Importantly, these devices still exhibited stable bipolar non-volatile resistive switching at elevated temperatures. Researchers have been trying to understand the resistive switching devices with increasingly smaller sizes, ultimately reaching atomic scale. For example, an interesting work on atomic scale switching was recently reported in a device based on a solid polymer electrolyte (SPE) comprising a blend of polyethylene oxide (PEO) and AgClO4 . The atomic switching, operating even at elevated temperature, originates from the mobile Ag ions. The report indicated that the operating voltage reduces with temperature and is independent of external conditions, such as air or vacuum. These atomic scale devices are based on electrochemical reactions and ion transport in the electrolyte. Fascinatingly, the devices exhibit reverse reliance when varying temperature in vacuum and air, i.e., the effect of temperature on resistive switching of these devices was inconsistent under air and vacuum. The magnitude of SET and RESET voltages reduced with temperature in the device containing SPE, while the PEO-based device showed an increase in the SET and RESET voltages with temperature. Also, the hysteresis curves appear smooth for measurements performed in vacuum, compared to the abrupt SET and RESET process of the devices tested in air. Additionally, in these devices the change in width of the hysteresis was quite distinct, as shown in Figure 5(a) . The hysteresis of the red curve obtained at lower temperature (i.e., −40°C) is quite large. As the temperature is increased, a reduction in the hysteresis can be seen, even though a clear resistance switching is observed. In this low temperature regime, the threshold voltage at which resistance switching occurs is higher than 1 V. By increasing temperature from room temperature, the threshold voltage drastically reduced ( Figure 5(b) ). As indicated in the schematic inset of Figure 5(b) , the switching behavior is attributed to the Ag ions dissolving in the SPE matrix, thus forming a conduction path leading to a low resistance state. As the temperature is increased up to 60°C, a clear resistance switching can be seen, with a reduction of the hysteresis width with increasing temperature. A similar temperature-dependent hysteresis can be seen in a simple, lateral metal-VO2-metal device, as shown in Figure 5(d) . The switching voltage reduced drastically with temperature and still shows a sharp transition into the low resistance state . This reduction in the threshold voltage can be seen when the device is operated in ambient conditions. Here, the threshold voltage is preceded by a gradual change in the resistance, differently from the case of vacuum measurements. Similar temperature dependence is also seen in the case of a Cu/Ta2O5/Pt atomic switch .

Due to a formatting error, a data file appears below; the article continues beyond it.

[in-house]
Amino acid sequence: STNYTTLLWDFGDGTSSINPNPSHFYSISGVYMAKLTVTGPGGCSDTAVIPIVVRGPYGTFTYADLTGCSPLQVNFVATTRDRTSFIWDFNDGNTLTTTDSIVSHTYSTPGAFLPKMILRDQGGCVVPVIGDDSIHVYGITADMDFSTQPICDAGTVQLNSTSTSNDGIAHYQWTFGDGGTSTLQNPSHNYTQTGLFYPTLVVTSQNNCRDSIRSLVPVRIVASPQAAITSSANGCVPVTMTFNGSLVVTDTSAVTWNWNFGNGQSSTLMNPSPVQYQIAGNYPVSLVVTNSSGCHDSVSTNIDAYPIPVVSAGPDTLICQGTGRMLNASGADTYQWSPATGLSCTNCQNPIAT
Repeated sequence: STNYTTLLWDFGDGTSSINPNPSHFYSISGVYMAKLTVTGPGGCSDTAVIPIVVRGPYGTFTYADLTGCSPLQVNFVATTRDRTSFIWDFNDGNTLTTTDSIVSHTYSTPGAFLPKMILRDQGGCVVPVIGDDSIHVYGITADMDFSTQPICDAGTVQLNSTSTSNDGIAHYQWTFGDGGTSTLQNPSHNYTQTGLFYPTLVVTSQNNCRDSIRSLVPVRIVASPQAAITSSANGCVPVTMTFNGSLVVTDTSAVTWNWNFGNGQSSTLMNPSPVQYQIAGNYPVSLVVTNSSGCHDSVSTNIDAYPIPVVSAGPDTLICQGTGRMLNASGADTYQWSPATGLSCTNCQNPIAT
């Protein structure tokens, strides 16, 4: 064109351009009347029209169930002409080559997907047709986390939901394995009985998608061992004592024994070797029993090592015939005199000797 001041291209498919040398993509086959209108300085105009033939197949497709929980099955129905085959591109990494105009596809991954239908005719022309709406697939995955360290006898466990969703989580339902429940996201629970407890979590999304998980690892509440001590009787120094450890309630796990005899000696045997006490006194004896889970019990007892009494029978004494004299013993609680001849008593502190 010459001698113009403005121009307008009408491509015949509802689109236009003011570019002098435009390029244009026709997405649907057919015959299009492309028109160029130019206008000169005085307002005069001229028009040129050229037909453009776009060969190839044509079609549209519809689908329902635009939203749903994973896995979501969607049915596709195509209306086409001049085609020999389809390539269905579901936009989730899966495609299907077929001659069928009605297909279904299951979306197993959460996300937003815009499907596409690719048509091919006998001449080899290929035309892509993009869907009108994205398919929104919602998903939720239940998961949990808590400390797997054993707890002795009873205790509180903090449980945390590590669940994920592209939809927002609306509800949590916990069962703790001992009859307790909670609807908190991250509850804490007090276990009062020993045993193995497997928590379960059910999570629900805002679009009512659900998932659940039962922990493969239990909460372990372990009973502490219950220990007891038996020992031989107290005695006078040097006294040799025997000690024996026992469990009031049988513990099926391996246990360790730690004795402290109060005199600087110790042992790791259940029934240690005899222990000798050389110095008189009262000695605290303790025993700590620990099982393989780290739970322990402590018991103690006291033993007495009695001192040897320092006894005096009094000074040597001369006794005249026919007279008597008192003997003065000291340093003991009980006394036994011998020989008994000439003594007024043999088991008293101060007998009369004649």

Inspired by these temperature-dependent studies, humidity-dependent resistive switching studies for multilayer VO2 devices , at room temperature, have been reported recently. Humidity is present everywhere and strongly affects the performance of electronic devices, especially at the nanoscale. In the VO2-based switching devices the operating voltage is exponentially reduced with increasing humidity. An increase in adsorption of water molecules at higher humidity levels, eventually assisting the material by increasing the conductivity, required relatively low voltage to switch from HRS to LRS. Once again, the devices exhibited bipolar resistive switching at all humidity levels (11–90% RH) with a decrease in the width of the hysteresis curve at ascending relative humidity. Such strong dependence of the resistive switching devices on relative humidity can be exploited in developing novel robust humidity sensors.
The dependence of resistive switching on the relative humidity levels has been observed in other ECM devices containing SrTiO3, CeO2, TiO2, BaTiO3, SnO2, ZrO2:Y2O3, especially when the oxide material is deposited using physical vapor deposition techniques [39, 40, 41, 42, 43]. This process will result in a porous oxide switching layer, which will enable the incorporation of hydroxyl ions. This is detrimental if the oxide material is used in transistor designs where a gate dielectric (an oxide material) is used. Due to the adsorption of water molecules, the operating parameters will be affected. The temperature variation in the operating conditions can affect the filament formation (SET process) and the dissolution of the filament (RESET process) [44, 45]. Various mechanisms have been proposed for oxidation of the copper electrodes used in the Cu/Ta2O5/Pt structures . The device characteristics depend on how the Cu ion migrates in the Ta2O5 material. Several rate limiting mechanisms have been proposed. Firstly, the copper can get ionized at the oxide interface due to the reduction of the tantalum oxide or copper can get ionized via interaction with ambient gasses like O2. Further exposure to H2O molecules can result in the formation of CuO, Cu2O and also Cu3O2 at the oxide interface. These oxides of copper will form the sources of metal ions, which will then migrate through the oxide layer affecting the resistance state of the device. It should be further noted that during the initial stages adsorption of water molecules on VO2 and Ta2O5 surface results in a hydrogen bond network.